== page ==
Keurig 2.0 Is Leaving a Bitter Taste in a Lot of Mouths
The new brewer from Keurig Green Mountain (GMCR), which revolutionized the way folks drink coffee at home and at the office, is shaping up to be a bit of a dud.

Keurig 2.0 uses label-scanning technology to optimize the brewing experience for each individual K-Cup portion pack. It is also the first in the Keurig family to makes pots of coffee through the new K-Carafe portion packs. Now if only it could turn up the temperature on lukewarm reviews and make nice with competitors.

Frustration 2.0

Early adopters aren't happy. The flagship K550 brewer has received a pitiful average of 2.1 out of 5 stars through its first 152 customer reviews on (AMZN) -- with 96 reviews giving just one star.

Buyers generally hate the restrictive scanning technology. It may optimize licensed K-Cups, but it won't work at all unless the K-Cup is a newer "Keurig Brewed" portion pack. It rejects older Keurig K-Cups as well as all third-party portion packs. And don't even think about using one of those reusable coffee filters that are popular with original Keurig users who prefer to use their own ground coffee.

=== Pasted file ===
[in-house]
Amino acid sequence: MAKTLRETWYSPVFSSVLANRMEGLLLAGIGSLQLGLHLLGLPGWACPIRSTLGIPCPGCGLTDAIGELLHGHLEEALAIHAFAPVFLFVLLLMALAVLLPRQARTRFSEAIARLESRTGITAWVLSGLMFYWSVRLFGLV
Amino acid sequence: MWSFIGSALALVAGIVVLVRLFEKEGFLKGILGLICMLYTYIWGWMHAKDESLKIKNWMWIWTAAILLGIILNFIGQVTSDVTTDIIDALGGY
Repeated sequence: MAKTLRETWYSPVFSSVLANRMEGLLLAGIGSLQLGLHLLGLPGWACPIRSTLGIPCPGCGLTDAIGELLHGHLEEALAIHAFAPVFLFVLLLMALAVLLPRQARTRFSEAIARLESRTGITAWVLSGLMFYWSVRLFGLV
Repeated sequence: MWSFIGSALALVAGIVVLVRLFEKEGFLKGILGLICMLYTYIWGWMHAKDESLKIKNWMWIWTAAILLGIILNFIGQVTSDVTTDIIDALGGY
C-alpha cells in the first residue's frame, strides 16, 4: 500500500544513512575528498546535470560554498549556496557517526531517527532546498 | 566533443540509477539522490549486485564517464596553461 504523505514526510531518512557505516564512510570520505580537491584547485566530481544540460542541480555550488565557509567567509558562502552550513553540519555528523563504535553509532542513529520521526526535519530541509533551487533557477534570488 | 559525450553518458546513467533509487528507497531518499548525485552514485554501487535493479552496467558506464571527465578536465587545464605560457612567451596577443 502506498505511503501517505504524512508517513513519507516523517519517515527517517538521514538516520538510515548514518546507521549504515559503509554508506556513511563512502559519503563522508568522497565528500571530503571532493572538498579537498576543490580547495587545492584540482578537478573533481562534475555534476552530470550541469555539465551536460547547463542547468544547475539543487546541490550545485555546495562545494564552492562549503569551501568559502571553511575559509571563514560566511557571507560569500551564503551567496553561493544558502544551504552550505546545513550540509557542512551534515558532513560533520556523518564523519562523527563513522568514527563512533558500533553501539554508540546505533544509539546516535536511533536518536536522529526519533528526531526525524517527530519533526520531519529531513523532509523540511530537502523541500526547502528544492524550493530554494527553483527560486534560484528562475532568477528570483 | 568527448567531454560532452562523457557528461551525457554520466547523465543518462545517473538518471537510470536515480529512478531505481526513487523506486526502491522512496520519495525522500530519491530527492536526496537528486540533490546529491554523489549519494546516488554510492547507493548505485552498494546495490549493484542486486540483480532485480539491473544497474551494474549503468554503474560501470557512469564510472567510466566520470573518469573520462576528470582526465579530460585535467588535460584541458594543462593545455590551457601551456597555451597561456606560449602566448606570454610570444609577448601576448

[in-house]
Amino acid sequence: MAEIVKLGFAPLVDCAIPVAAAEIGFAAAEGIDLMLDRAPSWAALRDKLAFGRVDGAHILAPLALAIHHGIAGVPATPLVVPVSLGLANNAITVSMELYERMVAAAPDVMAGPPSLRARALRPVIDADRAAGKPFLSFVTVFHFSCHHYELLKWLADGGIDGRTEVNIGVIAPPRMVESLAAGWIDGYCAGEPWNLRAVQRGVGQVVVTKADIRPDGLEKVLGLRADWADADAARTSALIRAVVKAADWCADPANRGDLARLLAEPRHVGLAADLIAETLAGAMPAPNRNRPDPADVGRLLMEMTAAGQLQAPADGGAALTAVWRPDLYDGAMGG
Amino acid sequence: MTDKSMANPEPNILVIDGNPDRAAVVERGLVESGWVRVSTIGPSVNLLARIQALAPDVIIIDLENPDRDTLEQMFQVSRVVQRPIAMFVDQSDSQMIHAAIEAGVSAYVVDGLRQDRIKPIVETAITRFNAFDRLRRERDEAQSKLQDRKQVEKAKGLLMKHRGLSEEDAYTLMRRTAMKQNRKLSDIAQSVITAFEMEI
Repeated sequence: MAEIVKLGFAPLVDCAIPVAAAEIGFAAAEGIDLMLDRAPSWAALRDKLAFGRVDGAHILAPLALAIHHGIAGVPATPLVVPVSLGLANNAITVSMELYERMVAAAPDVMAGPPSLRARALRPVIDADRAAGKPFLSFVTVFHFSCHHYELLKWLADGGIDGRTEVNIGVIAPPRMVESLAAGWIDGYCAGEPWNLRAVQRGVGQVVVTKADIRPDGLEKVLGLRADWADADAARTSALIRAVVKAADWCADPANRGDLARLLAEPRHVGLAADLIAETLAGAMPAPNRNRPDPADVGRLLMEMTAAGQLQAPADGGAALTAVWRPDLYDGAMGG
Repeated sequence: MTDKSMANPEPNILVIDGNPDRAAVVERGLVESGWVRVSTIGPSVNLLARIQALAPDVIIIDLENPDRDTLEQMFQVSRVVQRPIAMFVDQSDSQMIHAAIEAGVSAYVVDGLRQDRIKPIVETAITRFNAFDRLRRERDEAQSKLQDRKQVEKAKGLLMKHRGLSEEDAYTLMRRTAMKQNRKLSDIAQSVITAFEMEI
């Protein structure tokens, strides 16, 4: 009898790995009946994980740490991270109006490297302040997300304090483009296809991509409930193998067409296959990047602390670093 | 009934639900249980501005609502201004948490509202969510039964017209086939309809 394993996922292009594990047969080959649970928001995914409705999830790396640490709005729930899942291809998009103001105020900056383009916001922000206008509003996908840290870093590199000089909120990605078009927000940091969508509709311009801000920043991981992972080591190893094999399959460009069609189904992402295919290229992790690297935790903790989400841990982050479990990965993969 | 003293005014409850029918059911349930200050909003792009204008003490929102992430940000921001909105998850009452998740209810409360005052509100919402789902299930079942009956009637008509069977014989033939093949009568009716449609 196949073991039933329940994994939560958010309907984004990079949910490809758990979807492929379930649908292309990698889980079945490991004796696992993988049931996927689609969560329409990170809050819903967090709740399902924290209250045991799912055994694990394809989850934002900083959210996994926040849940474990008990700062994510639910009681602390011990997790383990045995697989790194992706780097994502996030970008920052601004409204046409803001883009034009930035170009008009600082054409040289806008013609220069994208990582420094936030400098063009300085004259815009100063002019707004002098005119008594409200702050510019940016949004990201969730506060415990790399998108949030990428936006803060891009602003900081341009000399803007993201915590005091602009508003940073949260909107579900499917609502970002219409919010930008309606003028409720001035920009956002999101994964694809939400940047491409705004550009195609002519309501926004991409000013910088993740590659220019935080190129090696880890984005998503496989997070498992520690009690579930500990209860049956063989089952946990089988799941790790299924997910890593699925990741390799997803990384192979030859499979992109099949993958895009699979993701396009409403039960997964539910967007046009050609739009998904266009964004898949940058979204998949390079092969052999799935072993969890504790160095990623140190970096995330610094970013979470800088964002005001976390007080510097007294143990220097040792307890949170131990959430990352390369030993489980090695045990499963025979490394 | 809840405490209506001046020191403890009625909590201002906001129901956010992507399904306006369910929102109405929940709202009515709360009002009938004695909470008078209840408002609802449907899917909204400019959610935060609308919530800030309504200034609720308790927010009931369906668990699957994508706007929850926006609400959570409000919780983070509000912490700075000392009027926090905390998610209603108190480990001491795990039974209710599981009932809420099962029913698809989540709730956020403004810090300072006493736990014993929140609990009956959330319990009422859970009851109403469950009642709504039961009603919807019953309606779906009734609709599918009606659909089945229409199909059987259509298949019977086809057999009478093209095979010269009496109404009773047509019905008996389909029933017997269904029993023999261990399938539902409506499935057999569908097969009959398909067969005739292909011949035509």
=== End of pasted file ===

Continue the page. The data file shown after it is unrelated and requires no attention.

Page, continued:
Keurig Green Mountain went for the change to protect its market. The original K-Cup was copyright-protected until late 2012, when two key patents expired. That led Keurig Green Mountain to introduce Keurig Vue, a new platform that uses a different portion pack. It has failed to gain serious traction, largely because of the limited selection of coffees in the Vue pack configuration. Keurig 2.0 was supposed to remedy the Vue's shortcoming by accepting the K-Cups that also work with the original Keurig brewers that exist in tens of millions of homes, offices, hotel rooms and Subway sandwich shops.

A few third-party distributors are also contesting the legality of Keurig 2.0. Rogers Family Co. filed an injunction against Keurig Green Mountain last month, alleging that the Keurig 2.0 scanning process is unfairly suppressing the competition. A federal judge chose not to block Keurig Green Mountain from selling the new brewer. Canada's Club Coffee joined the party last week, making a similar legal argument in suing Keurig Green Mountain for a whopping $600 million in damages.

Motley Fool contributor Rick Munarriz owns shares of Keurig Green Mountain. The Motley Fool recommends and Keurig Green Mountain. The Motley Fool owns shares of Try any of our Foolish newsletter services free for 30 days. Check out our free report on the Apple Watch to learn where the real money is to be made for early investors.
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